Our side needs to be very careful not to overstate the advantages to leaving because it will not lead to a miracle recovery or a bright new dawn and few (apart of from the Ukip obsessives) will believe it. I certainly don't. Even outside of the EU we are a long way from real democracy, and anything the EU can do to us we are perfectly capable of doing to ourselves.
In the short to medium term leaving the EU will not mean we miraculously regain control of our borders nor will be be junking vast tranches of regulation or abolishing VAT. This pie in the sky stuff isn't going to happen. Nothing in policy and politics happens at the stroke of a pen and not all of our deep rooted problems can be blamed on the EU. Pretending otherwise is not a credible argument.
If we are going to win we must be reasonable, pragmatic and ready to respond with watertight arguments. The coming debate will see the pro-EU side enlisting big business to warn against "uncertainly" with grave consequences for pulling out. This is where the "Flexcit" plan comes into play as an off-the-shelf solution, seeing us join the EEA & EFTA. This means the day after we leave the EU, nothing whatsoever changes as far as industry is concerned, but we then have the power to start reasserting our sovereignty.
We might prefer more drastic and faster methods, but business and the public will need reassurances to vote the right way and these are the compromises we will have to make if we want to win. Leaving the EU is like turning a supertanker and we will have to do it in stages.
This does mean we will still have open borders, but we are then free to take the necessary domestic measures to reduce the pull factor for immigrants, while negotiating with the countries of origin to take measures in preventing the flow. Closing our borders in not a realistic option and nor would we want to. There are more nuanced and creative solutions.
Essentially the "little-Englander" Ukip approach to the debate (of pulling up the drawbridge and turning us into an island fortress) is not a vision we can sell. It has limited appeal and so do the sorts of people who push that line. They tend to be the "Mr Angry" ilk who are absolutely poisonous to speak with and horribly tiresome - the very reason I can't bring myself to join Ukip.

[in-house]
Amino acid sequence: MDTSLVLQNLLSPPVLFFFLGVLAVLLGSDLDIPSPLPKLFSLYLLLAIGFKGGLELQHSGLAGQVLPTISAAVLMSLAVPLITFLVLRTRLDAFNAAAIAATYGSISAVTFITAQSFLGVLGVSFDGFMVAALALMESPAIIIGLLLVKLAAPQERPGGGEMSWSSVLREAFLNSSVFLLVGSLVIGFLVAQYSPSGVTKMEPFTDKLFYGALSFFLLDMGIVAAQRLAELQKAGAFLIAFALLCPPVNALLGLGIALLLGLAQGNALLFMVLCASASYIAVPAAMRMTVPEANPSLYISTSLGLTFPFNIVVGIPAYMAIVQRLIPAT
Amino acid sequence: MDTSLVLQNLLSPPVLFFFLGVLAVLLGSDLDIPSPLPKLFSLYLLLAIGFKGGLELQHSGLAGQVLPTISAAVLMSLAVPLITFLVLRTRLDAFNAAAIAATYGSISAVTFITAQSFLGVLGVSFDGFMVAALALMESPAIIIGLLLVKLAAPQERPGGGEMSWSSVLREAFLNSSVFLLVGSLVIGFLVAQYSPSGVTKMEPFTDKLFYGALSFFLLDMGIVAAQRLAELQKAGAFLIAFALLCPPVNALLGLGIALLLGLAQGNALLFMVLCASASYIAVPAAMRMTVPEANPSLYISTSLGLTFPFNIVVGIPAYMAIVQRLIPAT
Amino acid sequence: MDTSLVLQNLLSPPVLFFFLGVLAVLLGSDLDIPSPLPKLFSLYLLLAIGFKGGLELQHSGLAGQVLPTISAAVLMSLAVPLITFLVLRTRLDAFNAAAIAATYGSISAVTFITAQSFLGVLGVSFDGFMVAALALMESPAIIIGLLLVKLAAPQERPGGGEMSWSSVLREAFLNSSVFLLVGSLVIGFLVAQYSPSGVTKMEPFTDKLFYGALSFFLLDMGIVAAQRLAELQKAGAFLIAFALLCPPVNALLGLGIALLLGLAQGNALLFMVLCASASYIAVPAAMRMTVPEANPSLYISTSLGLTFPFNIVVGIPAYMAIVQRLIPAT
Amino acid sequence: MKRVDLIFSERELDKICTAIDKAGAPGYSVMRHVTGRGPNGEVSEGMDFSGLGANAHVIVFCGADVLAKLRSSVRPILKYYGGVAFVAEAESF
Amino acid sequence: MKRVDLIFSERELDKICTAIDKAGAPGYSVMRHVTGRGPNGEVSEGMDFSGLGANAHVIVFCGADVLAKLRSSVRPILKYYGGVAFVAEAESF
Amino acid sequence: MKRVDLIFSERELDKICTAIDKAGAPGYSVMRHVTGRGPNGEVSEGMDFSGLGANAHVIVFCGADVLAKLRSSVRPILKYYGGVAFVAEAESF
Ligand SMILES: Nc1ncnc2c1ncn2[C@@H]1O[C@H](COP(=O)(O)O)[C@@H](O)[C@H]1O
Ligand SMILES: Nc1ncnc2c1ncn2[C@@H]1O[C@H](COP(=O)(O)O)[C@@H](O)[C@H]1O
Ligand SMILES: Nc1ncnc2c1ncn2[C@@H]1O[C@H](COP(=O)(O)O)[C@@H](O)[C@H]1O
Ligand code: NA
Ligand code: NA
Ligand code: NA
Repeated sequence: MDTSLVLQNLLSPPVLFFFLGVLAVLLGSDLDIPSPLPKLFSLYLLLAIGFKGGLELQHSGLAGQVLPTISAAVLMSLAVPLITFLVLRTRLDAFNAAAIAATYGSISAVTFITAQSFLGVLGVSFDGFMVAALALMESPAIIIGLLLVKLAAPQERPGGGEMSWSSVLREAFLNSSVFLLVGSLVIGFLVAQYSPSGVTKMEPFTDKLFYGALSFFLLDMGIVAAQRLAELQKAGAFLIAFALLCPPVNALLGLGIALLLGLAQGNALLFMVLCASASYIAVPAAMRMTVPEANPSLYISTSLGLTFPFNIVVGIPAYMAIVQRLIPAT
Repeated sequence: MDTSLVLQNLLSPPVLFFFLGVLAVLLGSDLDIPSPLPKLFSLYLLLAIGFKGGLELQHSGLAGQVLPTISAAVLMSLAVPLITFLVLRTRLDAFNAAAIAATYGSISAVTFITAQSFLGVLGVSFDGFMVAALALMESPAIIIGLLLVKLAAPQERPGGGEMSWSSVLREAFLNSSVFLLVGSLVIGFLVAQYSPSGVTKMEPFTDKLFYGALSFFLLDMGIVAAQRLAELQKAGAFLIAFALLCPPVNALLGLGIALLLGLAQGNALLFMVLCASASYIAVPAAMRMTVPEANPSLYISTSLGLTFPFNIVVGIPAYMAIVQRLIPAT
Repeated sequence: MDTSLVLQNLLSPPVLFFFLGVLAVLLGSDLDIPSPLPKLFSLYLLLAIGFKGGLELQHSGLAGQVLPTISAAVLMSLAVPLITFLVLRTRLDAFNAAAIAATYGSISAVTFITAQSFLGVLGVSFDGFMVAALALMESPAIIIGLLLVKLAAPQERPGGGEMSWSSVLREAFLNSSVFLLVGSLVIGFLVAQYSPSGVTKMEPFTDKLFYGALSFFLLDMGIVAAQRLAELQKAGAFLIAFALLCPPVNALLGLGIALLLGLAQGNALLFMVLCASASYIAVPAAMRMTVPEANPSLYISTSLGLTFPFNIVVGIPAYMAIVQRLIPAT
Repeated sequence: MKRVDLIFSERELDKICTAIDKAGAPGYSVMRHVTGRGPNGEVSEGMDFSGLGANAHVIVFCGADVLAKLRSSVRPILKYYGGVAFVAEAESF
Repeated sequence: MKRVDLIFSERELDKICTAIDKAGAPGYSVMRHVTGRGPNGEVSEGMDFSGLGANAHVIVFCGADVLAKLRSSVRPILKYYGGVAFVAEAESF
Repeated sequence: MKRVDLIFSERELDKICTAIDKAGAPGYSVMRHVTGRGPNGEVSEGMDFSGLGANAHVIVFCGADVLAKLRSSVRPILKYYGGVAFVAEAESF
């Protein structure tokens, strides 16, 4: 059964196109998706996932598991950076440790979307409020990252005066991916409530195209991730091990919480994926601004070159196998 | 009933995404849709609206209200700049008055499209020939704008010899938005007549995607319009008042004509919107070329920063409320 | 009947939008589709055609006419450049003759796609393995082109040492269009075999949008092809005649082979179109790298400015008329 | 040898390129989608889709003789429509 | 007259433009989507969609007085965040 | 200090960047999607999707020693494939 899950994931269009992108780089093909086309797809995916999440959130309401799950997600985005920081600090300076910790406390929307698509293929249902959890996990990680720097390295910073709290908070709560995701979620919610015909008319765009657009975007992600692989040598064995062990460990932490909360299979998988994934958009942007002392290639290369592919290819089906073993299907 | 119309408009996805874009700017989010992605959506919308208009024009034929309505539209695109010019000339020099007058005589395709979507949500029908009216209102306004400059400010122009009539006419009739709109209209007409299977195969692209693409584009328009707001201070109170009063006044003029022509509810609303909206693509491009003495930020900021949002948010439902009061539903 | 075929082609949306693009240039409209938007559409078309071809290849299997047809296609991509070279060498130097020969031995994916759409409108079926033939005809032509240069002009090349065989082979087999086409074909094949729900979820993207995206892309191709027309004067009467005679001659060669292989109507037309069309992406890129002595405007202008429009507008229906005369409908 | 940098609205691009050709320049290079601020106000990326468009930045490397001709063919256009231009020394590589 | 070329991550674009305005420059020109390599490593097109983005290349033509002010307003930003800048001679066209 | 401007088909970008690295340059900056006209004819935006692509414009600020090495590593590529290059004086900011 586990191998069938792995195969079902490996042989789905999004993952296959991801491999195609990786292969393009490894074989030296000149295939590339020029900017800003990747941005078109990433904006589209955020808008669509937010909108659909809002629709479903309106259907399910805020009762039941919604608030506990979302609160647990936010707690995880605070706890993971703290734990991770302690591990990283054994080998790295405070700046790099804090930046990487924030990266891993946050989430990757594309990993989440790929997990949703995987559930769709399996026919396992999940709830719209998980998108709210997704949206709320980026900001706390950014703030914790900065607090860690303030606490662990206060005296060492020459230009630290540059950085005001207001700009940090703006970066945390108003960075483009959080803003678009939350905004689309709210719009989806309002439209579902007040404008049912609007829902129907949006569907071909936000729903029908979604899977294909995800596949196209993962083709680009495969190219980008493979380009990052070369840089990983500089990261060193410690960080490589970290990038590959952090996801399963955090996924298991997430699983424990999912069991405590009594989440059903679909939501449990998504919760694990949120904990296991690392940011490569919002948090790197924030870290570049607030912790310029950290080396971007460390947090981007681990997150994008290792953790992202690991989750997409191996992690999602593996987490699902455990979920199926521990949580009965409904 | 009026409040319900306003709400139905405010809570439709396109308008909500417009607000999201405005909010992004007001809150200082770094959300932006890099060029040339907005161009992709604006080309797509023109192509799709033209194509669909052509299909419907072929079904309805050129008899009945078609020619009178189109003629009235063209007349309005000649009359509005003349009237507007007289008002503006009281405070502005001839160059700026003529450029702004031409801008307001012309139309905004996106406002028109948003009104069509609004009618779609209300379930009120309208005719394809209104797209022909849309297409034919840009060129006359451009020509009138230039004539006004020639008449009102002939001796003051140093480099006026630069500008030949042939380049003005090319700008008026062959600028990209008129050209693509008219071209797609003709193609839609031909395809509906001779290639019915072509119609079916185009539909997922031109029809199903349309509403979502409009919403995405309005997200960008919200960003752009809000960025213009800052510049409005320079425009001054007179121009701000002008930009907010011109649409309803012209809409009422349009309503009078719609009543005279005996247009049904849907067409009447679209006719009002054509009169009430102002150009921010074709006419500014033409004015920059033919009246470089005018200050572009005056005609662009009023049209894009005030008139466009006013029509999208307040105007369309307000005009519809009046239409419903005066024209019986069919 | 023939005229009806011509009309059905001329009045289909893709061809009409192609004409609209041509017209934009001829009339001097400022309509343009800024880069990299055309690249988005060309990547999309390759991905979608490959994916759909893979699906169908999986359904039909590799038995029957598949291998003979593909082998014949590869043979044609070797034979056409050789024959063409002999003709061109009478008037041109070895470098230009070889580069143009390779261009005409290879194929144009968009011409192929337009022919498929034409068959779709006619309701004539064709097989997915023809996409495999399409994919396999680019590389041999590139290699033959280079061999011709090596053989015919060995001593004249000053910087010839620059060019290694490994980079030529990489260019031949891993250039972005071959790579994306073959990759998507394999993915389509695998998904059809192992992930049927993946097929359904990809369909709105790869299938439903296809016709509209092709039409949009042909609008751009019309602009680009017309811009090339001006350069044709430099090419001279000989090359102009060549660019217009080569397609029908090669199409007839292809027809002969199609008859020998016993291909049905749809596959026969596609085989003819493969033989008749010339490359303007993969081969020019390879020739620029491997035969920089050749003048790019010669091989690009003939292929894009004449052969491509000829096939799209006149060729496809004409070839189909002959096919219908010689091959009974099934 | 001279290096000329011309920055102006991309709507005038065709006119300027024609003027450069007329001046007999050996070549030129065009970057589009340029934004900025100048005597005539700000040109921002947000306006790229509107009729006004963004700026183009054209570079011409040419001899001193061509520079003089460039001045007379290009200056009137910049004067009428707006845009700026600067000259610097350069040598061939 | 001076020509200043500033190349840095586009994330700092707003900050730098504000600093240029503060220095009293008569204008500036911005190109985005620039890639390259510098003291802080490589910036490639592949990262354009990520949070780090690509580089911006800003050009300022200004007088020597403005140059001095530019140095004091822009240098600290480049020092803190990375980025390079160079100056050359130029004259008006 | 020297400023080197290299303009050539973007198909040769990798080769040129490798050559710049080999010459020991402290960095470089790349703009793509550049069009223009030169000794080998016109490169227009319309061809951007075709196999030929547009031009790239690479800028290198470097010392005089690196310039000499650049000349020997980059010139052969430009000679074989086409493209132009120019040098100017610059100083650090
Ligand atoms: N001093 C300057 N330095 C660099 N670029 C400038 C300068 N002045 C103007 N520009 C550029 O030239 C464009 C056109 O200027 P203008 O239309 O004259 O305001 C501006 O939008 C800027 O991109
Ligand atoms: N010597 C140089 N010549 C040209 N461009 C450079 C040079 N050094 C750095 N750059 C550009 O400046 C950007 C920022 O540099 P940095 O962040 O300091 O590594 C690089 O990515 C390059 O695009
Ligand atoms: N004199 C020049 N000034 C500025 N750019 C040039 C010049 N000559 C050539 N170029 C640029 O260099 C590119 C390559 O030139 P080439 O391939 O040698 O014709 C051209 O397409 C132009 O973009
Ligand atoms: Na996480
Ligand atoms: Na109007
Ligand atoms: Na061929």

We can only win the debate using skillfully crafted arguments. Mantras and conjecture is insufficient. We must show the opposition and the world that we still believe in international co-operation and freedom of trade and movement, and that we have better solutions to our problems than the EU.
Moreover, we must have broader ambitions than simply leaving the EU. Leaving the EU is not the end of the fight. Leaving the EU is only a milestone on the road to democracy, and just because we have shift the establishment from Brussels back to London it does not mean we have any greater control over our affairs. So we will need bigger ideas than the wholly negative premise of leaving the EU and sticking twos up to Europe.
That is why The Harrogate Agenda, a total revolution in the structure of UK governance, has been included in the Flexcit plan, not only as a deal sweetener, but also as a destination where government serves our interests and not those of an ever distant elite. It is a positive vision that makes leaving the EU more than a dull technical procedure and something that might inspire a movement that lives beyond the referendum campaign. If we leave the running of the campaign to the likes of the IEA and the Tory think-tank fraternity, they will waste the cash, lose the referendum and let the movement fall flat, as every campaign they have ever managed has.
In that respect, those who are serious about winning this referendum will be fighting on three fronts. We will have to deal with the underhanded lies of the pro-EU camp, the brain-capsizing ineptitude of the Ukip, and the selfish, self-absorbed right-wing think tank grandees who are neither use nor ornament. We can only win this if Eurosceptics up their game and start doing their homework - and most of all, do not allow the campaign to be hijacked by Westminster careerist campaigners who get paid either way. I don't know about you, but I would like to win.